The city of Tomar is dominated by the UNESCO World heritage site, the Convento San Cristo, the Convent of Christ. The Convent is contained within the site of the Castle which dates from 1160. This magnificent building dominates Tomar from the hill above the city.
The Convento was the Headquarters of the Knights Templar of Portugal for nearly 900 years.
In 1190 the Christian Knights were fighting to free Portugal from Islamic domination. An Islamic army crossed the River Tejo, captured the nearby castle at Torres Novas and put Tomar under siege.
The town was besieged by the Muslim army for six days but never surrendered to them. Despite the overwhelming odds, Gualdim Pais, Grand Master of the Knights Templar who was over 70 years old at the time, successfully defended Tomar along with the knights that he led. He had demonstrated, yet again, his military prowess and his religious calling as a fighting monk.
This victory underscored the military strength of the Templar Order and the part it had to play in defeating the Moors. Gualdim Pais founded Tomar and his statue dominates the main square in the town’s historic centre.
Gualdim Pais also supervised the building or restoration of several other frontier castles for the Templar order including the Castles of Almourol, Monsanto and Pombal. He also founded the city of Pombal. He built and repaired castles and granted land to new settlers as Christians started to move into the lands freed from Muslim rule. He was a remarkable man and a gifted and visionary leader.
From this victory the Knights Templar along with other Portuguese nobility gradually re-Christianized the whole of Portugal. Over the following centuries the power and wealth of the Order grew substantially. Then in the early part of the 14th century it all came to a tragic and violent end. The King of France, jealous of the Order, persuaded the Pope that the Knights Templar Order should be destroyed.
The Templars had their land and their wealth taken from them and the Order was finished. Except in Portugal.
The King of Portugal, Dinis, did not believe the accusations made against the Order. Dinis offered the Order protection by persuading the Pope to agree to his forming a new Order, the Order of Christ. He transferred the Templar holdings to it and moved its headquarters away from Tomar. The Order was then dedicated to the re-conquest of Iberia from the Muslims and wars against Muslim states in Africa.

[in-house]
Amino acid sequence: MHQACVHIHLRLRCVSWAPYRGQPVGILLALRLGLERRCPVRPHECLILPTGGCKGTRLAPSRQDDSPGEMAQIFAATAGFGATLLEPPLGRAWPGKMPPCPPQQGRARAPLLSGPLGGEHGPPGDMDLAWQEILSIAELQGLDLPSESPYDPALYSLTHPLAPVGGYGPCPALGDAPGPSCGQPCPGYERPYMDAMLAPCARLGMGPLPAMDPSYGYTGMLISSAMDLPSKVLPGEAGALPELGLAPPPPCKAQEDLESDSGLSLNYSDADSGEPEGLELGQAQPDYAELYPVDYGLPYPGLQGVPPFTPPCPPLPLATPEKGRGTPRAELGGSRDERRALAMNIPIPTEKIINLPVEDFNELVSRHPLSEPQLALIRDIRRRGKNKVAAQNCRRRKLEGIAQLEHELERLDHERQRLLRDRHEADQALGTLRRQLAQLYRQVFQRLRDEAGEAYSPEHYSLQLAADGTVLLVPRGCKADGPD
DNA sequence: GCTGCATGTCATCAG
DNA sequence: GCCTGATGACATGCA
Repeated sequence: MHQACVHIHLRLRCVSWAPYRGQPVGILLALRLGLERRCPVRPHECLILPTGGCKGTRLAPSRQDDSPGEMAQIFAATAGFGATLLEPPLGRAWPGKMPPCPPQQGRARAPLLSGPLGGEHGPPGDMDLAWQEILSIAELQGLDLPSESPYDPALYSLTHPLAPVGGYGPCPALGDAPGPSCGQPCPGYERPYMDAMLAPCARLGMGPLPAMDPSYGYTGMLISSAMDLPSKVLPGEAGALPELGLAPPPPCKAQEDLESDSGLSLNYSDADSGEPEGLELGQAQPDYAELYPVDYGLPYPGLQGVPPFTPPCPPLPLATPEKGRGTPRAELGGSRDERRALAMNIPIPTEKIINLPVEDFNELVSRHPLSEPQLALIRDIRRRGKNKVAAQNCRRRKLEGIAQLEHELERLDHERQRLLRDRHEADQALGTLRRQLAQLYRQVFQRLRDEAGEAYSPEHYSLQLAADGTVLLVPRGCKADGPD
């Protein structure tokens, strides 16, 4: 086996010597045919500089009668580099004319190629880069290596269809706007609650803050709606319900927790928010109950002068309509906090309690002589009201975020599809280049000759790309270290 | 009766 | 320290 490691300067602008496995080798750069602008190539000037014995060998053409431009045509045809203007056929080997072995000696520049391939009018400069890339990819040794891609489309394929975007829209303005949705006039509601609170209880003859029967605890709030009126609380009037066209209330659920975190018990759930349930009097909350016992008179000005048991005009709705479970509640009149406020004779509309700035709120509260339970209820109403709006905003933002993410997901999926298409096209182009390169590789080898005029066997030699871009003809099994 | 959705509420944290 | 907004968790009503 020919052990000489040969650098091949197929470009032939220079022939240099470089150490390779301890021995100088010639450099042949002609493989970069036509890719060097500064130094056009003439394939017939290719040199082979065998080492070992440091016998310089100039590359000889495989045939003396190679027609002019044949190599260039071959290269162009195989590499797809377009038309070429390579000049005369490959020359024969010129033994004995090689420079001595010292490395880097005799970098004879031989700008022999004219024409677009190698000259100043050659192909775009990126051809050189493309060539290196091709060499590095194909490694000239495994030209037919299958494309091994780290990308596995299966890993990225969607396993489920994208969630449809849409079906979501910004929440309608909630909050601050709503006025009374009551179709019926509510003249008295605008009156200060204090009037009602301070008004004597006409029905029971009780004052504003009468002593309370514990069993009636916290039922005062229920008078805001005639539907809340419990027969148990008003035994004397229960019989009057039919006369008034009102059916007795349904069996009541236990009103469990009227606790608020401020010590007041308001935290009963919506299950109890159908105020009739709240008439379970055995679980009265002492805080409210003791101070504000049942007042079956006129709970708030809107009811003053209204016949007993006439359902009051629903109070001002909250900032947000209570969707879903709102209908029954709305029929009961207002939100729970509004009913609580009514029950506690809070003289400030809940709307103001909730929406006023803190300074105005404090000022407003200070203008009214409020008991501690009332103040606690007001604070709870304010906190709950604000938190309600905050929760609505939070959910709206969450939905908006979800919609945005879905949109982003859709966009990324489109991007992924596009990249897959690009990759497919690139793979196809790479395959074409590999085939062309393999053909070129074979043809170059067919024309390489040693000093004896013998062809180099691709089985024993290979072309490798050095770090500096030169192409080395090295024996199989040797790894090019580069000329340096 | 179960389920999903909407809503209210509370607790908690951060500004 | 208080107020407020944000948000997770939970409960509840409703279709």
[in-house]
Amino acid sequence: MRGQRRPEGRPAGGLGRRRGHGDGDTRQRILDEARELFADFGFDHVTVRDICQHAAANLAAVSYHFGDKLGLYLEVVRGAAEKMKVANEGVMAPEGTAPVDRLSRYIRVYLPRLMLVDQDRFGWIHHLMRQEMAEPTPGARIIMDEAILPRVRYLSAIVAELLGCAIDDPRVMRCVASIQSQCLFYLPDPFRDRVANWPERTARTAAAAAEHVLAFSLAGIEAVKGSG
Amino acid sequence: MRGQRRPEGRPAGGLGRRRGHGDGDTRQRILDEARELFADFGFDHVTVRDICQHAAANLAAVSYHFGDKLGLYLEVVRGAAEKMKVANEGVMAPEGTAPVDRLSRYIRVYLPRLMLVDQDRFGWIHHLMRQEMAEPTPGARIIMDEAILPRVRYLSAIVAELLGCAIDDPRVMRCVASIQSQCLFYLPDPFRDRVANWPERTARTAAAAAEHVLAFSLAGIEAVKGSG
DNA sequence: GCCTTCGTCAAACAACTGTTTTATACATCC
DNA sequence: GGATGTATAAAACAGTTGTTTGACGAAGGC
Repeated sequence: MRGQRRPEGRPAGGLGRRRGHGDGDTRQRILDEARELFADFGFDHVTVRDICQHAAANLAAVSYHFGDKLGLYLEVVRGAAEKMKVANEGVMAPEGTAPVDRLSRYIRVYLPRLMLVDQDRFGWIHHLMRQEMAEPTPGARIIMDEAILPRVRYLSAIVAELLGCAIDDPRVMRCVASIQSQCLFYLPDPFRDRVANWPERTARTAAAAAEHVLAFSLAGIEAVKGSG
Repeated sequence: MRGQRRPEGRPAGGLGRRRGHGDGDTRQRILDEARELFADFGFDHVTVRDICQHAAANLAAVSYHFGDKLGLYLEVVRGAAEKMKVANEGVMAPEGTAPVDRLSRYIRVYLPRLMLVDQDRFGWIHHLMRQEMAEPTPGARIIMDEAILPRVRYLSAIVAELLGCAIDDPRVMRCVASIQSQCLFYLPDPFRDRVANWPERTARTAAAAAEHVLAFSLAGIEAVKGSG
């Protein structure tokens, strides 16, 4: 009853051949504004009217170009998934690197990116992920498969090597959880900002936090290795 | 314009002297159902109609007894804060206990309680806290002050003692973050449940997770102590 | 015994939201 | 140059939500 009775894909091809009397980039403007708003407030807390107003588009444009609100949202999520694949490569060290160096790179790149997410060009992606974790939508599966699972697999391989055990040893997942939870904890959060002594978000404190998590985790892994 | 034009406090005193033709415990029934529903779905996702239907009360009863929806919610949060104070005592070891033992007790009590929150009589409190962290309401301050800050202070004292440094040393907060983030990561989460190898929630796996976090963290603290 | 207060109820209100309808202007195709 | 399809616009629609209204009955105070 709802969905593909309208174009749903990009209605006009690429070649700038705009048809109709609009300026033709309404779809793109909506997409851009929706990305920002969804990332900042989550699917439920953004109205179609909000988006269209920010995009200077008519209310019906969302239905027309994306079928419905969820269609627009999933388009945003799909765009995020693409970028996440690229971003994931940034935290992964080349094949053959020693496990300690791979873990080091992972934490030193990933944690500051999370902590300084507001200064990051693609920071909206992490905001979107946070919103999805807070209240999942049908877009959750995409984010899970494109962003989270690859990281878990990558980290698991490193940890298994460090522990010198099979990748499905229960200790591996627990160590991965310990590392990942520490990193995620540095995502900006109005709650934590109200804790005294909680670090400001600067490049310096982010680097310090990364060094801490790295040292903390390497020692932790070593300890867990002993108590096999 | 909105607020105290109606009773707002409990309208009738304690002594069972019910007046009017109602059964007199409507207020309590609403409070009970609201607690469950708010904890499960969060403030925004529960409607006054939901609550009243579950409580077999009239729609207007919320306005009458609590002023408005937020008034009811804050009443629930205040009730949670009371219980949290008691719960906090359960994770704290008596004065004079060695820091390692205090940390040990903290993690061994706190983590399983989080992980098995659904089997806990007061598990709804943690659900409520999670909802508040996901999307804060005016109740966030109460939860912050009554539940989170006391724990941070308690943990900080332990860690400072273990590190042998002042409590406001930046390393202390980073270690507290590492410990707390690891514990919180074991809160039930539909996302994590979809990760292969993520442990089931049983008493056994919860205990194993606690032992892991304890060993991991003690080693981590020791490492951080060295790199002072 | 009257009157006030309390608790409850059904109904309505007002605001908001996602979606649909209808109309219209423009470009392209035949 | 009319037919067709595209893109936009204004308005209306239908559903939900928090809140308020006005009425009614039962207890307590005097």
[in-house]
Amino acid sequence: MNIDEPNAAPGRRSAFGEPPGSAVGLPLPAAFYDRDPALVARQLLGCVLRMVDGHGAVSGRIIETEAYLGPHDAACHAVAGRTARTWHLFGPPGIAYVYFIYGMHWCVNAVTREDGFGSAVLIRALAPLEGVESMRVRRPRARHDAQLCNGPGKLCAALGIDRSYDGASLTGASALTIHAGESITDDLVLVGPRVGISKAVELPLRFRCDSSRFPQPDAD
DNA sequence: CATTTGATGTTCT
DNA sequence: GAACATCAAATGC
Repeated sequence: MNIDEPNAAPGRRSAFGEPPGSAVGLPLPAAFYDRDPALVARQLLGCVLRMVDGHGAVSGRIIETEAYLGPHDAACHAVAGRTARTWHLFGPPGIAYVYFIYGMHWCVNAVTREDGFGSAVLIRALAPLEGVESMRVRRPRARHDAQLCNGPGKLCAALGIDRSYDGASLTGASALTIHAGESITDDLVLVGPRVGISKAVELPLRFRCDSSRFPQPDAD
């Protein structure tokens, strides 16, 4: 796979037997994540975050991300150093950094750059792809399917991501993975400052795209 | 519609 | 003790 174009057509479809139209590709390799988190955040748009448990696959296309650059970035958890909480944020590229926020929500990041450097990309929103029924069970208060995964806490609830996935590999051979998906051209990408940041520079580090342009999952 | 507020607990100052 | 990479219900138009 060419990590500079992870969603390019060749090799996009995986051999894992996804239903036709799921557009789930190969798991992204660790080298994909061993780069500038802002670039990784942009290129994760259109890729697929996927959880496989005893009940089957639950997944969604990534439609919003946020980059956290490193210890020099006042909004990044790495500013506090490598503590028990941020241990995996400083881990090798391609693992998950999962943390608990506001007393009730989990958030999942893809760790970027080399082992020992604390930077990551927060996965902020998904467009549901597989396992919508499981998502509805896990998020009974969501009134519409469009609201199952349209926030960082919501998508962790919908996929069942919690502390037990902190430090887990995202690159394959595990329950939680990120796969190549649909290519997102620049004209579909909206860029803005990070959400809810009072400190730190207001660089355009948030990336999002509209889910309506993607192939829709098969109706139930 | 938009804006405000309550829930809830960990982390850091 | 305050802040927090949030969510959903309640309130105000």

King Dinis had to disguise the fact that he was keeping the banned Knights Templar Order. So he moved the headquarters of the new Order of Christ to the fortress at Castro Marim, near the border with Spain.
Tomar was no longer the Headquarters for the Knights Templar under their new name. But 100 years later it was restored by one of the most remarkable men of his time. Prince Henry the Navigator.
It was Henry the Navigator, who restored Tomar as the headquarters for the Order of Christ. He had living quarters made for himself and his wife within the Castle. He had two new courtyards built for the brothers, the ‘Laundry Cloister’ gallery above the original Templar cloister where the lay brothers did their chores and washed their clothes in the large water tanks. The ‘Cemetery Cloister’ where the friar knights were buried.
Prince Henry the Navigator was determined to use the knowledge of astronomy, mathematics, trigonometry and numbers inherited from the Jews and Arabs to discover new lands. These sciences were all brought together to develop ways of calculating the position of a ship at sea. Until this had been achieved no sailor could tell with any degree of accuracy the position of a ship at sea. The Knights Templar castle at Tomar was at the centre of these discoveries.
One group of people who benefited from their connection to the Order were the Jews. During the 15th century Spain was expelling Jews, confiscating their estates and wealth. But Portugal was doing its utmost to conserve them in their country. Jews enjoyed a privileged situation in Portugal, choosing their own quarters and occupying the most desired places. The nobles in Portugal took beautiful Jewish maidens as mistresses and recognized their offspring, making them Knights and having their illegitimate sons join the Order of Christ. This is reflected in the synagogue in Tomar which dates from the 15th century and is one of the oldest synagogues in Europe.
Over the following centuries the power of the Order declined in Portugal and eventually ceased to exist except for some of the ceremonial titles held by the head of the Portuguese state.